-CC in MA

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Did Jesus exist? And if so, what is the non-religious historical evidence?

 

ACTS OF PILATE - NO HELP!

 

Found this in F. F. Bruce's book The New Testament Documents: Are They Reliable? Here's a link to that book. F.F. Bruce (Wikipedia link here) was a Christian apologist, and a highly educated and scholarly man, as the Wikipedia entry confirms.

 

The next six paragraphs are the words of F.F. Bruce:

 

We should especially like to know if Pilate sent home to Rome any report of the trial and execution of Jesus, and, if so, what it contained. But it is not certain that he must have done so; and if he did, it has disappeared beyond trace.

 

Certainly some ancient writers believed that Pilate did send in such a report, but there is no evidence that any of them had any real knowledge of it. About AD 150 Justin Martyr, addressing his Defence of Christianity to the Emperor Antoninius Pius, referred him to Pilate's report, which Justin supposed must be preserved in the imperial archives. "But the words, 'They pierced my hands and my feet,' he says, "are a description of the nails that were fixed in His hands and His feet on the cross; and after He was crucified, those who crucified Him cast lots for His garments, and divided them among themselves; and that these things were so, you may learn from the Acts which were recorded under Pontius Pilate." Later he says: "That He performed these miracles you may easily be satisfied from the Acts of Pontius Pilate."

 

Then Tertullian, the great jurist-theologian of Carthage, addressing his Defence of Christianity to the main authorities in the province of Africa about AD 197, says: "Tiberius, in whose time the Christian name first made its appearance in the world, laid before the Senate tidings from Syria Palestina which had revealed to him the truth of the divinity there manifested, and supported the motion by his own vote to begin with. The Senate rejected it because it had not itself given its approval. Caesar held to his own opinion and threatened danger to the accusers of the Christians."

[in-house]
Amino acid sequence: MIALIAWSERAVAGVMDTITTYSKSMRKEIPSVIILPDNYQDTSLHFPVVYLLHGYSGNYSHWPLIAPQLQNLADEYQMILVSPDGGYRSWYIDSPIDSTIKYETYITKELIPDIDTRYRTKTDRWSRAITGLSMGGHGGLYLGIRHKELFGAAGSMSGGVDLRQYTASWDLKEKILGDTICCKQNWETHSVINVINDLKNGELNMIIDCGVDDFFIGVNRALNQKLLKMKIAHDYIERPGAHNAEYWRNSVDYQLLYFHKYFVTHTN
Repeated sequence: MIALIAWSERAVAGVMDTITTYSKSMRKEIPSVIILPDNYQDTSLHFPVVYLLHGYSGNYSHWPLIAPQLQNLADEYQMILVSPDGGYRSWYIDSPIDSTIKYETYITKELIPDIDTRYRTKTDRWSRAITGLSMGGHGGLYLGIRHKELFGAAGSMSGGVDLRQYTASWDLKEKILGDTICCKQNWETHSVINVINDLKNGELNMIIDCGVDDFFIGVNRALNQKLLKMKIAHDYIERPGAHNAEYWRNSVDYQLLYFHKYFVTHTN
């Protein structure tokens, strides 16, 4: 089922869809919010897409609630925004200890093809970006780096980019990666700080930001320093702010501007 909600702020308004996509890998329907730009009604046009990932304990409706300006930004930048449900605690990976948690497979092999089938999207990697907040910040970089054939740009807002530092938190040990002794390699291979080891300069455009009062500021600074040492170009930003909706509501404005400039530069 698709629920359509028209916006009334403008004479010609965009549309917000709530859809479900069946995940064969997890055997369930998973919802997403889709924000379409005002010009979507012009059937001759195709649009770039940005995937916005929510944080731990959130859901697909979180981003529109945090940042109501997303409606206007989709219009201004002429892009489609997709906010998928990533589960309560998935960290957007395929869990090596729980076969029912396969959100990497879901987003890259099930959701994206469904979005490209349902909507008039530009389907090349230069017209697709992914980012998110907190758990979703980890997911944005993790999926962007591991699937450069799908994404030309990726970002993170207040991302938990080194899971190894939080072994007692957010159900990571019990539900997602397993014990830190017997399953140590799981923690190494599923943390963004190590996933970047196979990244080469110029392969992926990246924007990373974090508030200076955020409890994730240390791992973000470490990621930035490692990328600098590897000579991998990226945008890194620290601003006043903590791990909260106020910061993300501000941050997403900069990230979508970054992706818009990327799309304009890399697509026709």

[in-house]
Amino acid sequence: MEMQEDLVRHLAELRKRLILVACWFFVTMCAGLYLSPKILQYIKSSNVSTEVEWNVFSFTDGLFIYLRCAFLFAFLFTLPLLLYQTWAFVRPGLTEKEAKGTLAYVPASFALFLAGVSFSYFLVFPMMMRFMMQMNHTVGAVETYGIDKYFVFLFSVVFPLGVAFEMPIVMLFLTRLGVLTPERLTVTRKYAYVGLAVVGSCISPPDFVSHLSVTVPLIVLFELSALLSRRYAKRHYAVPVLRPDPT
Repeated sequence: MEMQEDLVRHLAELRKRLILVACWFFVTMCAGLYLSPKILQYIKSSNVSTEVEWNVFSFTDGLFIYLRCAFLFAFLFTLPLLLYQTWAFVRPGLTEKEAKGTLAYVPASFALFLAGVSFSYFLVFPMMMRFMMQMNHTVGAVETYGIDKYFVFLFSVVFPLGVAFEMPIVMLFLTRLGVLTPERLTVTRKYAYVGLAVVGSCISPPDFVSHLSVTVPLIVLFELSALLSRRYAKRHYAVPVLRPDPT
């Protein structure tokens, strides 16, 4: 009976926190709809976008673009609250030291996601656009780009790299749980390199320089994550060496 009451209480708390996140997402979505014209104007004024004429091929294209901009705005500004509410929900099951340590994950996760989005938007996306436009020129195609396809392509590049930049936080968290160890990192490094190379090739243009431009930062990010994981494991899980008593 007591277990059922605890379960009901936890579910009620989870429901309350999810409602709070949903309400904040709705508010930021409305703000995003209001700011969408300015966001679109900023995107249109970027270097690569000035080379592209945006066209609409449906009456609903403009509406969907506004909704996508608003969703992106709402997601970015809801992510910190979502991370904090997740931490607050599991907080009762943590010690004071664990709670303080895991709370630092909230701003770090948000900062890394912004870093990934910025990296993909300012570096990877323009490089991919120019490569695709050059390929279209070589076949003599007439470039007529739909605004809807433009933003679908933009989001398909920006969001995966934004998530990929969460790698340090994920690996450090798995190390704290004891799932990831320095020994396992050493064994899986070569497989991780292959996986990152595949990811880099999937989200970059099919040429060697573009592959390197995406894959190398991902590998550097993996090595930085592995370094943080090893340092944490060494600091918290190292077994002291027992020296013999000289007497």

It would no doubt be pleasant if we could believe this story of Tertullian, which he manifestly believed to be true but a story so inherently improbable and inconsistent with what we know of Tiberius, related nearly 170 years after the event, does not commend itself to a historian's judgment.

 

When the influence of Christianity was increasing rapidly in the Empire, one of the last pagan emperors, Maximin II, two years before the Edict of Milan, attempted to bring Christianity into disrepute by publishing what he alleged to be the true "Acts of Pilate," representing the origins of Christianity in an unsavoury guise. These "Acts," which were full of outrageous assertions about Jesus, had to be read and memorized by schoolchildren. They were manifestly forged, as Eusebius historian pointed out at the time; among other things, their dating was quite wrong, as they placed the death of Jesus in the seventh year of Tiberius (AD 20), whereas the testimony of Josephus is plain that Pilate had not become procurator of Judaea till Tiberius' Twelfth year (not to mention the evidence of Luke iii. 1, according to which John the Baptist began to preach in fifteenth year of Tiberius). We do not know in detail these alleged "Acts" contained, as they were naturally suppressed on Constantine's accession to power; but we may surmise that they had some affinity with Toledoth Yeshu, an anti-Christian compilation popular in some Jewish circles in mediaeval time.

 

Later in the fourth century another forged set of "Acts of Pilate" appeared, this time from the Christian side, and as devoid of genuineness as Maximin's, to which they were perhaps intended as a counterblast. They are still extant, and consist of alleged memorials the trial, passion, and resurrection of Christ, recorded by Nicodemus and deposited with Pilate. (They are also known as the "Gospel of Nicodemus.") A translation of them is given in M. R. James' Apocryphal New Testament, pp. 94 ff., and they have a literary interest of their own, which does not concern us here.